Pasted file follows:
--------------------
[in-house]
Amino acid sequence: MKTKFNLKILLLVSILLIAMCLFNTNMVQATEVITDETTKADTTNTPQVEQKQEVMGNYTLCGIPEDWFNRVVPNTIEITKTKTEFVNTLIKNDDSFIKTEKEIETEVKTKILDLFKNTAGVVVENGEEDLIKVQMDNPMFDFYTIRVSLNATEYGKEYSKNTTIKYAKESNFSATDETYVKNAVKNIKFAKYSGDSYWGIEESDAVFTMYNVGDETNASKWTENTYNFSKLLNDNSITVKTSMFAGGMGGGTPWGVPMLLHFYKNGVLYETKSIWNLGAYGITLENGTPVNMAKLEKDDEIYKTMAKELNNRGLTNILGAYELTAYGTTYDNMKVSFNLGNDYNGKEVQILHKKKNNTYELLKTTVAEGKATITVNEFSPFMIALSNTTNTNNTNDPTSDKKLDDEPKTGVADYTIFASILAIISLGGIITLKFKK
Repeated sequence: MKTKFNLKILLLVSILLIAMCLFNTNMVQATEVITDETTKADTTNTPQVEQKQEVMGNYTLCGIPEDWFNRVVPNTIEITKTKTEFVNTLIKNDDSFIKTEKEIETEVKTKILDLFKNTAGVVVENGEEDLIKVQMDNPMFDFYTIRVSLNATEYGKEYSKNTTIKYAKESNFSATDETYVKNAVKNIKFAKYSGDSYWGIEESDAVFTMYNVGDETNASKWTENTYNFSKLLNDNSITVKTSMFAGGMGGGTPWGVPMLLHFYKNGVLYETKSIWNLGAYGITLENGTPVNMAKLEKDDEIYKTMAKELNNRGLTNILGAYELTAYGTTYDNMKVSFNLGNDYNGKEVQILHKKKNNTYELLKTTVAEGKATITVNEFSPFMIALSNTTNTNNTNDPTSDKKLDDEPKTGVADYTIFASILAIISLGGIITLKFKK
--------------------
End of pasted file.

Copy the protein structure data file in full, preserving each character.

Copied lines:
[in-house]
Amino acid sequence: MKTKFNLKILLLVSILLIAMCLFNTNMVQATEVITDETTKADTTNTPQVEQKQEVMGNYTLCGIPEDWFNRVVPNTIEITKTKTEFVNTLIKNDDSFIKTEKEIETEVKTKILDLFKNTAGVVVENGEEDLIKVQMDNPMFDFYTIRVSLNATEYGKEYSKNTTIKYAKESNFSATDETYVKNAVKNIKFAKYSGDSYWGIEESDAVFTMYNVGDETNASKWTENTYNFSKLLNDNSITVKTSMFAGGMGGGTPWGVPMLLHFYKNGVLYETKSIWNLGAYGITLENGTPVNMAKLEKDDEIYKTMAKELNNRGLTNILGAYELTAYGTTYDNMKVSFNLGNDYNGKEVQILHKKKNNTYELLKTTVAEGKATITVNEFSPFMIALSNTTNTNNTNDPTSDKKLDDEPKTGVADYTIFASILAIISLGGIITLKFKK
Repeated sequence: MKTKFNLKILLLVSILLIAMCLFNTNMVQATEVITDETTKADTTNTPQVEQKQEVMGNYTLCGIPEDWFNRVVPNTIEITKTKTEFVNTLIKNDDSFIKTEKEIETEVKTKILDLFKNTAGVVVENGEEDLIKVQMDNPMFDFYTIRVSLNATEYGKEYSKNTTIKYAKESNFSATDETYVKNAVKNIKFAKYSGDSYWGIEESDAVFTMYNVGDETNASKWTENTYNFSKLLNDNSITVKTSMFAGGMGGGTPWGVPMLLHFYKNGVLYETKSIWNLGAYGITLENGTPVNMAKLEKDDEIYKTMAKELNNRGLTNILGAYELTAYGTTYDNMKVSFNLGNDYNGKEVQILHKKKNNTYELLKTTVAEGKATITVNEFSPFMIALSNTTNTNNTNDPTSDKKLDDEPKTGVADYTIFASILAIISLGGIITLKFKK